Two Pepperdine law professors are featured in a new Time Magazine article offering a new way of thinking about the gay marriage issue.

Check it out HERE.


5 Responses to “Whaddayathink?”

  1. Sandi Says:

    Not a new idea, this has been talked about for years, and I have advocated it for years, but, YES!! If so many people are getting hung up on the word, let’s get rid of the word in the legal context. Personally, I don’t care a fig for the state blessing my union by calling it a specific word that people seem to have an emotional attachment to. I think that after an initial outcry, people would adapt to it being called something else legally and would continue to use the word marriage in their personal conversations anyway, whether or not they themselves have a religious ceremony, because that’s what we’ve always called it. So the only difference would be the words used on government paperwork — NO BIG DEAL.

    To the extent that hetero couples want to feel “better than” by being called “married” by the state, and to the extent that gay couples want equality in the religious realm as well as the legal one, there is no help for them in this solution, but that’s as it should be. Religion is its own context and must be worked out church by church; that’s the great thing about America, you can always find a church that accepts you because there are so damn many of them! Hetero couples with a superiority complex can get over it already.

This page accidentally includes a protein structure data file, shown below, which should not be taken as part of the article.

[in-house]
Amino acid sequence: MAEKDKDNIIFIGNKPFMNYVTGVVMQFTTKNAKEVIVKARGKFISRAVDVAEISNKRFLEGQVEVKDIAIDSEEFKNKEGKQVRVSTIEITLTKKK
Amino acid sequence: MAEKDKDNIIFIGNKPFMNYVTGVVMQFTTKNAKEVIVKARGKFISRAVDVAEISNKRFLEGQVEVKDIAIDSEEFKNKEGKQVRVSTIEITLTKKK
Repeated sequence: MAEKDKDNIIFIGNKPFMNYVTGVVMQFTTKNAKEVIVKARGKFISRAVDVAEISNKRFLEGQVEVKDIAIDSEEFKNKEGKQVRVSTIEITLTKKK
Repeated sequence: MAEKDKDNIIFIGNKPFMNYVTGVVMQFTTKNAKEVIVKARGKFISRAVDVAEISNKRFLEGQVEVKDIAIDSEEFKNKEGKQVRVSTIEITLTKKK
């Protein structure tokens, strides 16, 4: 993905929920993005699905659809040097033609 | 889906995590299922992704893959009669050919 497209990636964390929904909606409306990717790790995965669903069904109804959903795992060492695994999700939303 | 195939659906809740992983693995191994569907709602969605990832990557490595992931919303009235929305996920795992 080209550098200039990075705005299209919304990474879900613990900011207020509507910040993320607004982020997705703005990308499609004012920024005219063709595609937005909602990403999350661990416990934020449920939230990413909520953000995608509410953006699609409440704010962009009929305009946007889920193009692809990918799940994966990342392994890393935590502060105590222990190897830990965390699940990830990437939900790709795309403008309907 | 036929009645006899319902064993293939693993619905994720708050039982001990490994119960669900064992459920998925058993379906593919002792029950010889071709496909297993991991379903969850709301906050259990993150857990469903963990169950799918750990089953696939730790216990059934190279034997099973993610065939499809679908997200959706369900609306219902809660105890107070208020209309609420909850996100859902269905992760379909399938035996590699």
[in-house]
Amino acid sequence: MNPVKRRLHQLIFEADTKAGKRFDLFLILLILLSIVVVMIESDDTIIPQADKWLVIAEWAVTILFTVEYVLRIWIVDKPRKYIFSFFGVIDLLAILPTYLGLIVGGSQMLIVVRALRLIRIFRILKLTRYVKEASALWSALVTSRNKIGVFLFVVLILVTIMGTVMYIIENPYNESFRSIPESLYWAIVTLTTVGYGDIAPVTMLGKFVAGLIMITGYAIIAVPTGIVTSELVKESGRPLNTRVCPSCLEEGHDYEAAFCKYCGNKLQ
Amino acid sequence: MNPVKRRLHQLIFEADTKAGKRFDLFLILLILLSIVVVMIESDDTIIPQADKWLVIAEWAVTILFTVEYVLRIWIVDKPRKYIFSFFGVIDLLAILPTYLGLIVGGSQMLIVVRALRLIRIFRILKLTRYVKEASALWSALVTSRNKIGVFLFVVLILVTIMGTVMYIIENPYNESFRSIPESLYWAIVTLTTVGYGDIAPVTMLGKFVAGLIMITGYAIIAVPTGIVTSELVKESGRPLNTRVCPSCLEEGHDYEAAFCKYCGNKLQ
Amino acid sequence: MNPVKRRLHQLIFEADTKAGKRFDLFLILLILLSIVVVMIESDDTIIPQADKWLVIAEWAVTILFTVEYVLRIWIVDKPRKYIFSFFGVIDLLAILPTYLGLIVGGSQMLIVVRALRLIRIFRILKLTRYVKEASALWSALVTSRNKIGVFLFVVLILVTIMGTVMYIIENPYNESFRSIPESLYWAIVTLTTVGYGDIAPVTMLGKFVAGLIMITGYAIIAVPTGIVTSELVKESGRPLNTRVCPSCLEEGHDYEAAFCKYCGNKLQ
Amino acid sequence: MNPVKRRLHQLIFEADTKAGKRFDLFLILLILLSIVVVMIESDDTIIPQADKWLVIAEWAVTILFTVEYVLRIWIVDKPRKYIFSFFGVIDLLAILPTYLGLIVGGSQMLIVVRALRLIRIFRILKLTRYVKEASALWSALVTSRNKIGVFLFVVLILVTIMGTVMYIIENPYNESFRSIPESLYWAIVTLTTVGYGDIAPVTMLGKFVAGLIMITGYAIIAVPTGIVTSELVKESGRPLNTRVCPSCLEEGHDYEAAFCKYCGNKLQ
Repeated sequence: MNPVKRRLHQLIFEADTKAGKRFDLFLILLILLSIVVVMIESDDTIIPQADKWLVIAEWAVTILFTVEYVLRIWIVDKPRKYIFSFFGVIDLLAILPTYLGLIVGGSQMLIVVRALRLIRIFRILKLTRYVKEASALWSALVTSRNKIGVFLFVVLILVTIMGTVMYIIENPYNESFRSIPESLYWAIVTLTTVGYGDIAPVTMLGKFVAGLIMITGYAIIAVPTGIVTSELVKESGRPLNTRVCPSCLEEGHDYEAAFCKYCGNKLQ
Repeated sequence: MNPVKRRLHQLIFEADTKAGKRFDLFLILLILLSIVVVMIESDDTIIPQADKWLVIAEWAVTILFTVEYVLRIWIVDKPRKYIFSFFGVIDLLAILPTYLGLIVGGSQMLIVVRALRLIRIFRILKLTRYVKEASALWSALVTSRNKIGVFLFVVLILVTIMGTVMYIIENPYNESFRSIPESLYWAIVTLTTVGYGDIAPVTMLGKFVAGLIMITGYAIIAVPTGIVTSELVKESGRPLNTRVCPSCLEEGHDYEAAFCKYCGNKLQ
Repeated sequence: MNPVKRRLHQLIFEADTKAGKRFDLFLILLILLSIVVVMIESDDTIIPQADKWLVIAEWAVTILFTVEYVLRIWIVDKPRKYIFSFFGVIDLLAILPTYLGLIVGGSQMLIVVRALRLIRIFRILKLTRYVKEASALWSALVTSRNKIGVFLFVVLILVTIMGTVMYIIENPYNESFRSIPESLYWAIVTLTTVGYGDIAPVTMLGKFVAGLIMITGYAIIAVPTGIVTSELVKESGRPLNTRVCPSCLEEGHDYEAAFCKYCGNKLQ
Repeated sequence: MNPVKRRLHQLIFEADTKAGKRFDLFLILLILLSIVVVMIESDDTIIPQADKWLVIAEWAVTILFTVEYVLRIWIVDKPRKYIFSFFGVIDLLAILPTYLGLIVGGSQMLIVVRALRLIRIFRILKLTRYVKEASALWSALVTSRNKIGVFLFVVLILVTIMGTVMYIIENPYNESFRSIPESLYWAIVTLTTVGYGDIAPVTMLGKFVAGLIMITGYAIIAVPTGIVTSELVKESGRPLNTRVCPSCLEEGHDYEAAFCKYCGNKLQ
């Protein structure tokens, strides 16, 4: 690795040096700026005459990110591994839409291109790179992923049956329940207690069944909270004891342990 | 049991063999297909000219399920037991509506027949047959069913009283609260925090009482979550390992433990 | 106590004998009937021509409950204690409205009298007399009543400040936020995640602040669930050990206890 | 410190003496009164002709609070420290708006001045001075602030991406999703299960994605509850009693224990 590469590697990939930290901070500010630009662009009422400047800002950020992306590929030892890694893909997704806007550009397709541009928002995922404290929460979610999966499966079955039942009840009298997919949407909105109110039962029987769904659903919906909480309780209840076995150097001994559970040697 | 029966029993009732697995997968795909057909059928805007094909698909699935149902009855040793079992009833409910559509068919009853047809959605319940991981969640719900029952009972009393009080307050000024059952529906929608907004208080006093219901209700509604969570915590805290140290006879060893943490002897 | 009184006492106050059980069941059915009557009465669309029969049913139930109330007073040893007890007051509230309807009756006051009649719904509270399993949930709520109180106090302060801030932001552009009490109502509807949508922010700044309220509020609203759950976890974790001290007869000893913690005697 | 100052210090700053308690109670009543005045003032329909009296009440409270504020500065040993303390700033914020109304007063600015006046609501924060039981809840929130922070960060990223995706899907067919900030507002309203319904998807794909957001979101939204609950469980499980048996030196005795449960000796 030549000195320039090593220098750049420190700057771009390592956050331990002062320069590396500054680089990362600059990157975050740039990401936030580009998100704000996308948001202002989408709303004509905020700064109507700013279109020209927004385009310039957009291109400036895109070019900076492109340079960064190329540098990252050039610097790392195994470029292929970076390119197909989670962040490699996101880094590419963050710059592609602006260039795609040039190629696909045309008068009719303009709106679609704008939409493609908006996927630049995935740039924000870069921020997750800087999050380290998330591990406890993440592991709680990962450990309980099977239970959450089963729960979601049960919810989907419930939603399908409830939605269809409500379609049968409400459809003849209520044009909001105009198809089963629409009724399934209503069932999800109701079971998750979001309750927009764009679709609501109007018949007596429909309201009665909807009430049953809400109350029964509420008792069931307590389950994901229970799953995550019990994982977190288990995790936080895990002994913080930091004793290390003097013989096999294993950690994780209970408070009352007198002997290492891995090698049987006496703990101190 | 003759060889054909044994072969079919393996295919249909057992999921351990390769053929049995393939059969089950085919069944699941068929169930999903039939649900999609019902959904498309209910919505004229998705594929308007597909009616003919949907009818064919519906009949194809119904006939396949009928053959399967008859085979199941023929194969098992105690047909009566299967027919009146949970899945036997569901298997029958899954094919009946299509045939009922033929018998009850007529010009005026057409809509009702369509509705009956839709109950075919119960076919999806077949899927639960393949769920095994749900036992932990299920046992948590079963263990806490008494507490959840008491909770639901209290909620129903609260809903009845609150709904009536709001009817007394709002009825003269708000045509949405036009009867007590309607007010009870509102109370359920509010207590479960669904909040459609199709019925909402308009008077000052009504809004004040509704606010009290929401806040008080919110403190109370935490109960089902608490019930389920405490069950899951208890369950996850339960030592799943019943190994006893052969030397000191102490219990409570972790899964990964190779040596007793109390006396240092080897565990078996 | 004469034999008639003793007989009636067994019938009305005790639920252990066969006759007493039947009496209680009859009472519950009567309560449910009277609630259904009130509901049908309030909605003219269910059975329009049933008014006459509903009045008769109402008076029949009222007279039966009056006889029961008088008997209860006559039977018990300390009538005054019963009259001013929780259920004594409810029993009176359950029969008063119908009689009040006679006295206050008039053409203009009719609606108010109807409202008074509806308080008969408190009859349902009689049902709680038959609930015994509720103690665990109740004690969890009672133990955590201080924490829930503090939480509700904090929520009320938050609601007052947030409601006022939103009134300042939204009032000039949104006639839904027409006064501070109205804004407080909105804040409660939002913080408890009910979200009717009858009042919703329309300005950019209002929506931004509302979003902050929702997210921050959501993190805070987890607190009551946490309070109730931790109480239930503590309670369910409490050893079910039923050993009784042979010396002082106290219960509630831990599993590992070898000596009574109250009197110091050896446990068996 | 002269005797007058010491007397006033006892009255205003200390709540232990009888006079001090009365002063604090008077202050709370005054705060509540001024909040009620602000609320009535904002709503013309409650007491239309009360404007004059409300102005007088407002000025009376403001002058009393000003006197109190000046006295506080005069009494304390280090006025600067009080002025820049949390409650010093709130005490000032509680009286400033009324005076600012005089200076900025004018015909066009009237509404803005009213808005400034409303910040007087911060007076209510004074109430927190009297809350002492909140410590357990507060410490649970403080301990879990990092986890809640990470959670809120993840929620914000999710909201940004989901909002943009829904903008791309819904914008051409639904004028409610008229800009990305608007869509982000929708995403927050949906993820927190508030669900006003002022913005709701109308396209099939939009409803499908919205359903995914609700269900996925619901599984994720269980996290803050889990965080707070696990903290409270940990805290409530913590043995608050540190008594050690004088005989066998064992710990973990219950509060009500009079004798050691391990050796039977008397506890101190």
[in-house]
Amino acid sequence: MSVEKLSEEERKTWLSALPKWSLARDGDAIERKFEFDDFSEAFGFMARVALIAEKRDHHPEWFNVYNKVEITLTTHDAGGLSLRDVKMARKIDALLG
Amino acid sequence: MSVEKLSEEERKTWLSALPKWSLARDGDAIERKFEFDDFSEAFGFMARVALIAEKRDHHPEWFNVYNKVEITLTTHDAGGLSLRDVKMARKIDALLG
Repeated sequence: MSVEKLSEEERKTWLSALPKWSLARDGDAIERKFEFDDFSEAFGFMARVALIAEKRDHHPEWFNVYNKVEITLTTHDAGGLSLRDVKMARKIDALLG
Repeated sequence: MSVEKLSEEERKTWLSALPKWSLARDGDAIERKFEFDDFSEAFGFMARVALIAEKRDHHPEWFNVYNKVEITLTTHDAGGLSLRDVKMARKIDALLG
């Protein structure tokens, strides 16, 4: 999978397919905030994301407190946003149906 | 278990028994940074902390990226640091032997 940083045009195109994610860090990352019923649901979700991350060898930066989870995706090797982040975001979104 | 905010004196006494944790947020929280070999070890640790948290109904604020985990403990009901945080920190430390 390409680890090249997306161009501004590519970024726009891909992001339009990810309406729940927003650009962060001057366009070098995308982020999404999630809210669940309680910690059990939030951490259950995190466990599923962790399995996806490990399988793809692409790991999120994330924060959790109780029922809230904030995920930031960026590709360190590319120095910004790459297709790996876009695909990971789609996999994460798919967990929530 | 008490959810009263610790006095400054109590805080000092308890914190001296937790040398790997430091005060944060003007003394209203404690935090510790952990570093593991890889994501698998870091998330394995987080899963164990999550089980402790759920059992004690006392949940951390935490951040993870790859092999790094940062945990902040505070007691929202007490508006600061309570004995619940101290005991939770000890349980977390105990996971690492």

However the details shake out, the die is cast on this issue. Gay couples have become mainstream at lightning speed, and public opinion has moved decisively in favor of equal rights. No, not everyone will get there, and that’s too bad. I honestly have no sympathy for people who get their underwear in a bunch over the existence of gay couples because in my opinion, there is no merit to their views. I guess I just know and love way too many gay people. 🙂

  2. Whitney Says:

    I actually like the idea. Would I continue to say people are married, of course. Should the holiness of what I call my marriage be a paperwork point for the state, not at all.

  3. alsturgeon Says:

    Yeah, it isn’t a brand new idea, but may be the first time it has received some air play on the Time magazine level.

    I was especially proud that it was associated with Pepperdine Law. One of our profs appeared on commercials during the campaign for Prop 8 with the school name listed – created LOTS of hard feelings. Then, Dean Starr was hired by the Prop 8 folks. Just nice to have some PR that doesn’t appear so one-sided.

  4. alsturgeon Says:

    And I wish I wasn’t so tired from my LRW project – I know my hero, Will Campbell, had a neat passage in one of his books on this very subject (years ago now). Maybe I’ll get around to looking, but don’t hold your breath.

  5. mrspeacock Says:

    Hmm… It’s definitely interesting and I actually like the idea. But I’m not sure it would change anything. Those who are upset by the term “marriage” are going to be upset by the term “civil union.” It’s the government’s stamp of approval that upsets them more than the term itself. The idea that “what they have is just as legit as what you have.”

    Personally, I think we should all be able to get the same thing (license, marriage certificate, whatever), and we can make it a religious thing if we so desire.

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